One day the two friends got into a conversation about crops. Jerub was stunned to hear the tales of how corn was grown and how gardens were planted. He had never planted anything in his life. When Sander learned that Jerub had never grown anything, he challenged Jerub to grow a tomato plant on his balcony. His apartment was south facing and had a great view of the city. It would be a perfect place.
The concept that it was possible for Jerub to actually grow food on his own then be able to harvest and eat it was almost comical to him. Impossible! Sander brought him a pot and a package of seeds and challenged him to try it. For days Jerub paced his apartment taking furtive glances at the pot filled with soil and that package of seeds. Could he really do this? Is this really how tomatoes were made?
Finally, Sanders said to Jerub that he would never know if he didn’t try the experiment. But it would take a while for it to happen, so he needed to focus all his attention on how good it would be to finally get to pick his own ripe red tomatoes and enjoy something he had grown himself. Eventually, Jerub decided to trust Sander and he did as instructed. He pushed a few seeds into the soil, covered them up then gently watered them so they could begin to soften and grow.
Days went by. Nothing happened. Jerub openly questioned Sander about the futility of this experiment, but Sander assured him that regular watering and spending time in the warm sun would eventually produce a plant. It might be small, but it would be a tomato plant nonetheless.
The day the first seedlings pushed their heads above the top of the soil was one of celebration in Jerub’s apartment. He couldn’t take his gaze off this miracle that had sprouted up before his very eyes. But when would he get his tomatoes? Sander assured him that consistent watering and caring for the plant would indeed produce his end product, or in this case, his end produce.
Weeks went by and the plants got bigger and bushier. Eventually, little yellow flowers began to open then when they fell off, little green balls began to swell where the flowers had been. Jerub was no longer doubting Sander like he did in the beginning. Everything Sander had told him had come to pass, just as he said it would.
After a few months his little green balls had grown and matured into ripening red tomatoes. The day Sander gave the go ahead to pick the first tomato was a day of celebration for Jerub. He fixed a big sandwich and sliced his very own home-grown tomato and placed the slices carefully onto the meat. He bit into the sandwich. His eyes rolled back into his head as he moaned with delight over the bursting flavor of his tomato. He had never had a tomato with so much flavor. He didn’t know such a thing could exist. He was filled with the pride and joy of his accomplishment.
Lessons from the story
The story discusses issues in Jerub’s life that are common to many people. The questions he had regarding the purpose of life and the validity of any particular religion were not resolved, just as they remain unresolved for many of our neighbors and family members. After reading Alma 32 about the story he gives of planting the seed, consider the answer to the following questions.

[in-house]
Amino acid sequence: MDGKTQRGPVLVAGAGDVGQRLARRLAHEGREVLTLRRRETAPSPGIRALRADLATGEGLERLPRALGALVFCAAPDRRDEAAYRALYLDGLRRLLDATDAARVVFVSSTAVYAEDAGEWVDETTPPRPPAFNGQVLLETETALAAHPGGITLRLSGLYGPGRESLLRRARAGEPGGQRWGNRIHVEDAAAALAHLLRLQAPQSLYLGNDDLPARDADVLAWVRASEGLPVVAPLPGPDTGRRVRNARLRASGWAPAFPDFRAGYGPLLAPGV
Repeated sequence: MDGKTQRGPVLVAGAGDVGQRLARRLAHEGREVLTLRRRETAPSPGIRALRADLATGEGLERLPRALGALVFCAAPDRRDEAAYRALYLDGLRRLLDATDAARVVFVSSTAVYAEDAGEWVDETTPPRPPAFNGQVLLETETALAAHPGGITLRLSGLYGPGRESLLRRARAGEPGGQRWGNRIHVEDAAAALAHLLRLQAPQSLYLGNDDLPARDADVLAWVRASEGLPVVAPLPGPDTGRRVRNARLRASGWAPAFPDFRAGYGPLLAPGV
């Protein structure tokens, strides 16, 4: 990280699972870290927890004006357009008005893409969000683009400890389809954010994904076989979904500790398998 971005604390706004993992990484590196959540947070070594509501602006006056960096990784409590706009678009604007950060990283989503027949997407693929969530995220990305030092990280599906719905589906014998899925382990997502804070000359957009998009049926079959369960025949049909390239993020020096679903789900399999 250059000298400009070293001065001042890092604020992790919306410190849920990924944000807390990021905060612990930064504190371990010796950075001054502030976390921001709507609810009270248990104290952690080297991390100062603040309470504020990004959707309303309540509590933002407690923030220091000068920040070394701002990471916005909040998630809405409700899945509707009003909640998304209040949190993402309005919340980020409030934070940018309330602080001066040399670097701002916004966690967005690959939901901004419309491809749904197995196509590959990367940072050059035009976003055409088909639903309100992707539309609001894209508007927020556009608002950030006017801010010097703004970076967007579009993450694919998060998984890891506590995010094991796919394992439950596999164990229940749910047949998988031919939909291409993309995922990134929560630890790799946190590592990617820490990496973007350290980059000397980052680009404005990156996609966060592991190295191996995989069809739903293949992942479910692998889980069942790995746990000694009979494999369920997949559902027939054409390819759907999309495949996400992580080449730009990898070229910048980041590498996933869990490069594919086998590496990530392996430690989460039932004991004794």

What did it take for Jerub to finally plant the tomato seeds? What motivation does such an act require? Do you think he only wanted to shut his friend up or do you think that he was enticed by the promise of the final reward of having raised his own crop of tomatoes?
When we are told by Alma to “give place” in our hearts for the seed to be planted, what does that mean? How do we “give place” or make room in our lives for an experiment on the word of God? Do you think we engage in the experiment of faith because we are drawn to the end promise of the tree of life and the fruit that it bears? What is the tree of life? (It represents eternal life.) What does the fruit represent? (It represents the love of God.)
At some point in our lives, each of us must decide for ourselves that we are going to “give place” or make room in our life for the word of God. This testing of God’s promises, and the resulting evidences that He always honors his promises, is what teaches us that the word of God can be trusted. The more experience we have in testing His word, the more implicitly or completely we learn to trust Him.
The moral of the story of Jerub and the tomato is that the fruits or end result of our labors of trust far outweigh our expectations. The blessings that await us for a life faithfully lived will exceed anything we can imagine, just as Jerub was so taken by surprise that the tomato he raised himself could have so much more flavor than anything he had ever had before. The Lord always fulfills His promises. We are always pleased and surprised by how much more we get than we imagined we would from the effort we put forth to get our reward.
The Lord always over delivers and never under promises. How much we experience in the realm of faith is completely up to us. It is a matter of choice. The more we are willing to put the Lord to the test and learn how far we can stretch ourselves in trusting Him, the more knowledge and faith we learn to have in the Lord and his promises. The end result of every promise is more knowledge, greater joy, and more forgiveness of sin. These are the direct result of the love of God. His love makes all this possible.